That’s right. According to the conservative justices and “swing-vote” Kennedy, the Constitution’s structural limits on federal power and states rights are more important than the Constitution’s and amendments’ “romantic” notions about personal liberty. That’s fucked up.

elbanditoroso's avatar

I think it is a perfect time to get really, really, sick.

Qingu's avatar

@bkcunningham, who are these people you know who “can’t afford the costs”? How much do they make?

bkcunningham's avatar

There are real life people I know, @Qingu. A couple from Washington state. He is a retired deputy sheriff and she is retired from several occupations; banking, real estate, daycare. Because of budget cuts, he was forced into early retirement, two years before he qualified for Medicare and five years before she qualified. They paid unbelievable monthly rates for COBRA and finally decided they couldn’t afford it any longer. He just got on his Medicare and she still doesn’t have insurance. Both were denied private insurance for pre-existing conditions. His was his blood pressure. She was denied because she was too fat. LOL

She’s 4’9” and weighs 160. Neither smokes. They are vegetarians. He said if she gets seriously ill, he put her in the car and have an accident so the auto insurance will pay part of the costs of her hospitalization.

I know another couple from Massachusetts in pretty much the same age scenario. She is going to have to wait three years for her Medicare. He’s on Medicare now. He was an over-the-road tractor trailer driver, she worked for an airline. She has a pension coming when she is old enough. He got too ill to work because of heart problems.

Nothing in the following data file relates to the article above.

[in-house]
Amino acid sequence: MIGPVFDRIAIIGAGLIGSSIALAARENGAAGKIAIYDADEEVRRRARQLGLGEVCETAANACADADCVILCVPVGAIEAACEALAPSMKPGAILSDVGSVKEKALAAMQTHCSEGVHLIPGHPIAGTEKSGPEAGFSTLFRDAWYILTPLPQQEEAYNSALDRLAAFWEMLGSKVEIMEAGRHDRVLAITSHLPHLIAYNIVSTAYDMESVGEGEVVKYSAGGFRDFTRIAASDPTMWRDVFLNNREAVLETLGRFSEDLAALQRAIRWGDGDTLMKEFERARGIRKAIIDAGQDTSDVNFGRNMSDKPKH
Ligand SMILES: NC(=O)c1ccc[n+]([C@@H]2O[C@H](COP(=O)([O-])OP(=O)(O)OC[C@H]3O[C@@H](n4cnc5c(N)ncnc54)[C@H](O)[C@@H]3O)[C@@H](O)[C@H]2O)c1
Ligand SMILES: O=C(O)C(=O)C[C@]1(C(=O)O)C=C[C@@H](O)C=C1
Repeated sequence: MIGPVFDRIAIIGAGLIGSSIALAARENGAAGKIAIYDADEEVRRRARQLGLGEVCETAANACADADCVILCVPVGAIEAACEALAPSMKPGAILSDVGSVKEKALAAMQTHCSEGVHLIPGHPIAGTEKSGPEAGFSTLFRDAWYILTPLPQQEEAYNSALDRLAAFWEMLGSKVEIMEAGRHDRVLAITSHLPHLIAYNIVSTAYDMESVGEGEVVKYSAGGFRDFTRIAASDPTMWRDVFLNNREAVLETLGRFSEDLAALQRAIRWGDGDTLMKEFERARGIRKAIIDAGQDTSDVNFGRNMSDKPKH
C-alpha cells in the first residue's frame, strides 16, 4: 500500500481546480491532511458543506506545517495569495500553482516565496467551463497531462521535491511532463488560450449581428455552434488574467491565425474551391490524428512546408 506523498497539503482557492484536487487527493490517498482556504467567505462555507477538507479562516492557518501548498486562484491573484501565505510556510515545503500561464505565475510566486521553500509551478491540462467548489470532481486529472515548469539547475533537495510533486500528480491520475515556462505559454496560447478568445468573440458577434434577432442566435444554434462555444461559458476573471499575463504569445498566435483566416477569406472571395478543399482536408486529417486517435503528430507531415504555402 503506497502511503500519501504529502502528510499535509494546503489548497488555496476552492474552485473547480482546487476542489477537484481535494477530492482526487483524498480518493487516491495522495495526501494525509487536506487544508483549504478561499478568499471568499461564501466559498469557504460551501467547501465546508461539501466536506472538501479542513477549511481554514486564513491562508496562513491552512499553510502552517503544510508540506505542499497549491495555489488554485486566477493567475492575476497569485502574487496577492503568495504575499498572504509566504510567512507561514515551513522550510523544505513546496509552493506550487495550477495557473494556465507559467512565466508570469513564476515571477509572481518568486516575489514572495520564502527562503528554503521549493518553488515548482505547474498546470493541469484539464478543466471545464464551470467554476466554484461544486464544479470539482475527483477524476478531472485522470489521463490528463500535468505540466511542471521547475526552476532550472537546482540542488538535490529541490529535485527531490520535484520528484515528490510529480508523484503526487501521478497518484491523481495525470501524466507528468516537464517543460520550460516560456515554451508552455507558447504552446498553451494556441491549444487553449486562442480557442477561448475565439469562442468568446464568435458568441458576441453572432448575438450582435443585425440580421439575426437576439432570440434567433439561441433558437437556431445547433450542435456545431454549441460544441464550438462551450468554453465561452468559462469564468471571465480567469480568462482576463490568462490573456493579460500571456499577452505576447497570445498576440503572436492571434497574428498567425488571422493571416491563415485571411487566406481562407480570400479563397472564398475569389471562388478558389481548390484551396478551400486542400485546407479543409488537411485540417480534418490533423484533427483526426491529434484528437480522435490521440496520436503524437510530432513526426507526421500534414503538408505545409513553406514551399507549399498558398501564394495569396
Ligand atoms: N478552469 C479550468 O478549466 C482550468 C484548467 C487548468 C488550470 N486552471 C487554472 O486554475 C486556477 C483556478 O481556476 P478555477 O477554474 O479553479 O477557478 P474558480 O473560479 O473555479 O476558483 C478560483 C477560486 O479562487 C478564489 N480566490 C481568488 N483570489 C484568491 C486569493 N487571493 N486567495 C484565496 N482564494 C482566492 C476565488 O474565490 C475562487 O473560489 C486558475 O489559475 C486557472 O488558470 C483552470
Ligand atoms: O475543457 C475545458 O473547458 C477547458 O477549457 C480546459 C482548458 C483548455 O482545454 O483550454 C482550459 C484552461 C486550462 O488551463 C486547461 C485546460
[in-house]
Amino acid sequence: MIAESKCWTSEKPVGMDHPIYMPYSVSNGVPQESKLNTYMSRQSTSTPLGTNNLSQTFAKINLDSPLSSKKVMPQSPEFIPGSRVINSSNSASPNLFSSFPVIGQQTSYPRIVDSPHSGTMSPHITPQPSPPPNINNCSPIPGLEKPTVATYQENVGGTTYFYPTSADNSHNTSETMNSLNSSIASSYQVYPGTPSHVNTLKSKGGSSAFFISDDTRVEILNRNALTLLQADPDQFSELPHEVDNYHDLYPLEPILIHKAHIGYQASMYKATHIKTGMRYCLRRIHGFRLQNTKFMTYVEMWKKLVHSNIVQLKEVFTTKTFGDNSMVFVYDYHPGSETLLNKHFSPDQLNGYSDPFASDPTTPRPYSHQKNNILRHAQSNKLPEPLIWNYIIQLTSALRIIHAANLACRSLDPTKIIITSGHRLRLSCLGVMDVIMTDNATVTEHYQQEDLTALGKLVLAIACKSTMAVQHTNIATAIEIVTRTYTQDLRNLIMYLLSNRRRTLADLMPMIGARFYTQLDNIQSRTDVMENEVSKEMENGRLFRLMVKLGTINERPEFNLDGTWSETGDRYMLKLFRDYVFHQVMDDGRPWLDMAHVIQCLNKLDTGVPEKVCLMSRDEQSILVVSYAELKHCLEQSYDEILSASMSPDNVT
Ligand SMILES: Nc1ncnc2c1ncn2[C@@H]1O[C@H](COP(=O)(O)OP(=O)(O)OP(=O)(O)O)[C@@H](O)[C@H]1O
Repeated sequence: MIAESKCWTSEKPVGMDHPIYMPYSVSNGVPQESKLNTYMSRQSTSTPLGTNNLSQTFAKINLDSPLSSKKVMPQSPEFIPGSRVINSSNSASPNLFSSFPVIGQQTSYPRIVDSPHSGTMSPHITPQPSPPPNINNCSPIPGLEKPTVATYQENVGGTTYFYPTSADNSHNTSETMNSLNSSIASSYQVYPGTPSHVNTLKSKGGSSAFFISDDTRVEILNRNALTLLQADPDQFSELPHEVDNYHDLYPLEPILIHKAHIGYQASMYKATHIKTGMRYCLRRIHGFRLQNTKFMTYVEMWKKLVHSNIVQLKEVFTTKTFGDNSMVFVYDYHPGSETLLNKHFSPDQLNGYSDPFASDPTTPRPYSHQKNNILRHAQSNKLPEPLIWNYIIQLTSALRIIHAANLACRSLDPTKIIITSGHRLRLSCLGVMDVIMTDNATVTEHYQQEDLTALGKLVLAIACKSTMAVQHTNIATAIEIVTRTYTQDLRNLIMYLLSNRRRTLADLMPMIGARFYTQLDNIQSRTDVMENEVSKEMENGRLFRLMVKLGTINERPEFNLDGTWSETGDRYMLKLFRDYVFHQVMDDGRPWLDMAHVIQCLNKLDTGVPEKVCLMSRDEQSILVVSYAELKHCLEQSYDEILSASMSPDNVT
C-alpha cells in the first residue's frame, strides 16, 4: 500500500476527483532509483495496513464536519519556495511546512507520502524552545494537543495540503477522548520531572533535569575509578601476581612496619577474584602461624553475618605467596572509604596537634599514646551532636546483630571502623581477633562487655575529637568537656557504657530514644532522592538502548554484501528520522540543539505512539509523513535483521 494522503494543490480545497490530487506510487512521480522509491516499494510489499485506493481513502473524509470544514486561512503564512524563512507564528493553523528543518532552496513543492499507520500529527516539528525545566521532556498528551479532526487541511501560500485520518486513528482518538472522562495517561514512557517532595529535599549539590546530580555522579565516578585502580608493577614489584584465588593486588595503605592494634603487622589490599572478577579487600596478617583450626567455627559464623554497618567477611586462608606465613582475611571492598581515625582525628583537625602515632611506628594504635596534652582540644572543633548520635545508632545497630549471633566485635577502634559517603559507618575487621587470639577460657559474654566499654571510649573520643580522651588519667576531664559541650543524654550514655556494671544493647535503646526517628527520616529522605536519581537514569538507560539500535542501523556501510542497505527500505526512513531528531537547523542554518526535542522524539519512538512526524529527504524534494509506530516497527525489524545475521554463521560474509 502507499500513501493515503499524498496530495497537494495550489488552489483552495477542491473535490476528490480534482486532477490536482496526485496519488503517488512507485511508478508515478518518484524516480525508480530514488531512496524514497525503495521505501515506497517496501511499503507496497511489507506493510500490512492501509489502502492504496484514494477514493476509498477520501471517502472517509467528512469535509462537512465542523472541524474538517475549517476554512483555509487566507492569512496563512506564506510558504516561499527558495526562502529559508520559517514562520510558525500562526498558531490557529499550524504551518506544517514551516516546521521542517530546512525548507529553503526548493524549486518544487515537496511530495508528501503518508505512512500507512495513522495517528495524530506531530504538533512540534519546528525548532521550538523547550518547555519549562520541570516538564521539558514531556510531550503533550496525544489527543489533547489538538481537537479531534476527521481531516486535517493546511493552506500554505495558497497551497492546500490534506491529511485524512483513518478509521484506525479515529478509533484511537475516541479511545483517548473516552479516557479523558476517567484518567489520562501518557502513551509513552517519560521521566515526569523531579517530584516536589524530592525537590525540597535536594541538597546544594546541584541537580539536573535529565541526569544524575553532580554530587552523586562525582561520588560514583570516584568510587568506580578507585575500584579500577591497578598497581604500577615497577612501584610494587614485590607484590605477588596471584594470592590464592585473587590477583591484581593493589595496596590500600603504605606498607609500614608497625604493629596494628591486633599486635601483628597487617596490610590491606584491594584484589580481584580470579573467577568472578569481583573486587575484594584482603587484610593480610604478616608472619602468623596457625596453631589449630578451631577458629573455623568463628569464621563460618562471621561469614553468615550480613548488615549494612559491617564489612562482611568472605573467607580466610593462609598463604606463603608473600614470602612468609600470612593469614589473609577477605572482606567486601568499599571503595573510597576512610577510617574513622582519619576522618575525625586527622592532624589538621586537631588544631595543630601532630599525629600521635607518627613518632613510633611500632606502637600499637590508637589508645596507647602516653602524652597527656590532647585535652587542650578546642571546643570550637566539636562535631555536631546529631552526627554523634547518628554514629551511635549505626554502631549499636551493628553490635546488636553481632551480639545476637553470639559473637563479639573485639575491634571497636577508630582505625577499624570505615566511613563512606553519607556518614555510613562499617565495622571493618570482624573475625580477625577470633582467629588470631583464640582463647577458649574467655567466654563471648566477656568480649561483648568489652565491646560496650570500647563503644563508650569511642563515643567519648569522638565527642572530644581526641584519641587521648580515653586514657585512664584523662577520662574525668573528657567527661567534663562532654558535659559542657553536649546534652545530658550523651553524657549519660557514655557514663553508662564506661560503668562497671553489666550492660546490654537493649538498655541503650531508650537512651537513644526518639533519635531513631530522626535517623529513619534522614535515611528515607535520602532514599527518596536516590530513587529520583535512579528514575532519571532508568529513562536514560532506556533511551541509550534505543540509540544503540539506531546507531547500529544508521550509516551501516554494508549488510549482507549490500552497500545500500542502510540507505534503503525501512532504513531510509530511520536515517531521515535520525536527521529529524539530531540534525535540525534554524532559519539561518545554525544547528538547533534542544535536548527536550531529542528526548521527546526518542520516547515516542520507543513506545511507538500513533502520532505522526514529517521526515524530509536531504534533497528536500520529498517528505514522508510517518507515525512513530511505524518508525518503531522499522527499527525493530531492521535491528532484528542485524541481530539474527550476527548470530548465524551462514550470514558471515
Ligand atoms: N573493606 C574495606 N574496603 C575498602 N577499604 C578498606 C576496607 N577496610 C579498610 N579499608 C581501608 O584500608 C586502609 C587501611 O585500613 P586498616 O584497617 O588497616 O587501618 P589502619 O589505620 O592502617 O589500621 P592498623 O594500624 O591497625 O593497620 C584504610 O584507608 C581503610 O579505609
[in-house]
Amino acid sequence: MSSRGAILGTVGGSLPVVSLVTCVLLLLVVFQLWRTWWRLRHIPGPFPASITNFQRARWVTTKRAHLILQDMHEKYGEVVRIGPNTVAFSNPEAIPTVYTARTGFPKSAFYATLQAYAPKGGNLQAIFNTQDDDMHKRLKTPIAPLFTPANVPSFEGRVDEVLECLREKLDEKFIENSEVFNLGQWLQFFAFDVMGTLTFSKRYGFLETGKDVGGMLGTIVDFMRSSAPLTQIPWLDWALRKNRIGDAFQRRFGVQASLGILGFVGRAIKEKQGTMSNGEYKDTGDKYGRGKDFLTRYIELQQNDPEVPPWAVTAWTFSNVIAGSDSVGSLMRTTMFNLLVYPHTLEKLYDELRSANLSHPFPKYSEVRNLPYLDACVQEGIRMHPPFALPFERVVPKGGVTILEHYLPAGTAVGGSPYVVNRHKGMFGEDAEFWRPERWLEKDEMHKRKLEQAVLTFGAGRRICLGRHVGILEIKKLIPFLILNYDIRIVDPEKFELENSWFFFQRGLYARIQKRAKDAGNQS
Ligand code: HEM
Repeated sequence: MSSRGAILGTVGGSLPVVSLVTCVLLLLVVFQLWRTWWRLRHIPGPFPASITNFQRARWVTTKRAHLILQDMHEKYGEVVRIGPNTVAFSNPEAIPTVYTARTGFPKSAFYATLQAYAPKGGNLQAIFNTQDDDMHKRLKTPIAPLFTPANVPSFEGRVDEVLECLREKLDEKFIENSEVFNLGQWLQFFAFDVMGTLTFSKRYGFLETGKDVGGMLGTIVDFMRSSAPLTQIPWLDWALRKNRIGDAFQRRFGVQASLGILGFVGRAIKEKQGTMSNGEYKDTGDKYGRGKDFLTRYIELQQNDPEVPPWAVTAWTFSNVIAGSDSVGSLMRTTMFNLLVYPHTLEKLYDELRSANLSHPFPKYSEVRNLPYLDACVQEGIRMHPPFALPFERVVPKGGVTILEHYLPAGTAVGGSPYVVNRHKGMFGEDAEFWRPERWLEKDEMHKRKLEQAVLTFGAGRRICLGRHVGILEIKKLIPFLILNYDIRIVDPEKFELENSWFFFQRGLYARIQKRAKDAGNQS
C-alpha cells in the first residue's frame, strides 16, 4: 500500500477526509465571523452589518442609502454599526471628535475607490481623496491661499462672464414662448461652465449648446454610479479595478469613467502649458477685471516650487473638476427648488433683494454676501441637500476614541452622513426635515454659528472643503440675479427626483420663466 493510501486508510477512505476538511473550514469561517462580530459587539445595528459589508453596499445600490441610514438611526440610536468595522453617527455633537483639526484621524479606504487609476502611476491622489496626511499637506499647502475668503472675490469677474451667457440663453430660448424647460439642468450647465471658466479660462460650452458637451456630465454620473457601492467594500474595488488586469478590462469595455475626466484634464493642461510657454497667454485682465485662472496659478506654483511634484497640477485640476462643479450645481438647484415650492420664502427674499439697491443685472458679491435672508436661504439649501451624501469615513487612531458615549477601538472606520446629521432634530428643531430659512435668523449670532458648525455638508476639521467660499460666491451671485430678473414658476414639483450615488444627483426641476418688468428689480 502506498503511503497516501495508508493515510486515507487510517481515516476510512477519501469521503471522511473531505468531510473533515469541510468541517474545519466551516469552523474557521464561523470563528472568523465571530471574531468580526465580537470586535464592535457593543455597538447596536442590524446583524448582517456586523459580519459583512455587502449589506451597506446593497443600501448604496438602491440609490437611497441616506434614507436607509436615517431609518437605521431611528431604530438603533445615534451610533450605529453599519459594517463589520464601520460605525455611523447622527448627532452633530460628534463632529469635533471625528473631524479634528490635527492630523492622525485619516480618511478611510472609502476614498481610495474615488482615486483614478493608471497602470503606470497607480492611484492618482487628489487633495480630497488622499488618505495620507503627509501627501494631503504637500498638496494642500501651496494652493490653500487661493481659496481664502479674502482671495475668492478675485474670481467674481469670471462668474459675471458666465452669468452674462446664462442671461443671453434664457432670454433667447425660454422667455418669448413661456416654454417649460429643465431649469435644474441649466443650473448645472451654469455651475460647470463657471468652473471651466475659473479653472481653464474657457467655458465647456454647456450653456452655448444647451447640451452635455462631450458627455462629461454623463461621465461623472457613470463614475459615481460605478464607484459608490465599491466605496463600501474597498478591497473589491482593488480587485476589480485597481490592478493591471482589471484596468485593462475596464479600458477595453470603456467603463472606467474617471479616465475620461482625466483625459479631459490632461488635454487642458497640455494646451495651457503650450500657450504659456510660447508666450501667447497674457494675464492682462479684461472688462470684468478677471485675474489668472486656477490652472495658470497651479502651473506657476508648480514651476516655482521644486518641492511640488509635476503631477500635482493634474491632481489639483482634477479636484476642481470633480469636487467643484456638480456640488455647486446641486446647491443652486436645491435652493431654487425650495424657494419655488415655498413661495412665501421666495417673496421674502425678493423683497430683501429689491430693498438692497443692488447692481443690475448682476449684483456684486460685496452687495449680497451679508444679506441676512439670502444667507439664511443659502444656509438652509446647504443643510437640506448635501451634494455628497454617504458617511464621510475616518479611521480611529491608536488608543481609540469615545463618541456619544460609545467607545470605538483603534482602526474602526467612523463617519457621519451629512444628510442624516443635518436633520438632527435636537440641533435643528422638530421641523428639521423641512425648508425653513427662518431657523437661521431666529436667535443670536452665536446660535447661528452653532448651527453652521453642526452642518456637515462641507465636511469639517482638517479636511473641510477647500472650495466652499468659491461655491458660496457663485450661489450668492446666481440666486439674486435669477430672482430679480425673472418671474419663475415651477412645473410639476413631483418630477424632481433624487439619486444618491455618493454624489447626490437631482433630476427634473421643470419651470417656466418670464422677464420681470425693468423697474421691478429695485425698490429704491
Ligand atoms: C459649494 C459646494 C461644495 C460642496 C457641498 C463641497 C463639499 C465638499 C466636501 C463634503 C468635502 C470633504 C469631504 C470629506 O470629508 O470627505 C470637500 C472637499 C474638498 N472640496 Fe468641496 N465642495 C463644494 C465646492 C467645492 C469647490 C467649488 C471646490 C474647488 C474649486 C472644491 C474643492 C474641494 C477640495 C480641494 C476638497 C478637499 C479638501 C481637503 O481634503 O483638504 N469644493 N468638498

None of the people in the two examples can afford the $270 a month. Sad isn’t it? I know many,many other people in similar situations. I haven’t asked them how much they make a month in their retirement. But we’ve all talked about how much fear we have in holding onto our retirement money and still maintaining a decent life with a roof over our heads and food on our tables.

Qingu's avatar

@bkcunningham if they do not work, they have no income and thus qualify for Medicaid.

YARNLADY's avatar

@bkcunningham I’m wondering what the people in your example do when they do get sick? If they can’t afford the subsidized premiums, then who pays for their medical care?

josie's avatar

Probably continue what I have been doing, which is paying my own bills and somebody else’s too.

wundayatta's avatar

How much does it cost? How much does it cost? Far too fucking much, I’ll tell you! No, not the penalty. That’s chump change. Do you want to know how much I’ve been paying for insurance? Do you want to know how many years I’ve been paying it? I’ll tell you.

While your friends haven’t been able to afford $1200 a year, or whatever it is, I’ve been paying $18,000 a year for family coverage. Yes. Me, an just about everyone who is employed at a firm that offers decent coverage has been subsidizing everyone else who doesn’t have any insurance at all. And we’ve been doing this for thirty years or more!

I’m sorry, but whining about the mandate is a little insensitive and little bit venal. You want me to keep on paying for your health care? Really? Talk about handouts!

Health care is the hidden handout that no one ever talks about. We, the fully insured, have been subsidizing the health care of the uninsured for far too long. And this is not like subsidizing other welfare programs. There are perfectly healthy people working and making money who don’t spend a dime on health insurance, and when they do need care, they go in, and they get care and if they can’t afford it, they still get it. Then maybe they go bankrupt in order to deal with the bills.

This is the stupidest way to pay for health care, ever. Now, with people paying a little (and not even their fair share—just a highly subsidized share), at least things should get better for those of us who have been subsidizing the others.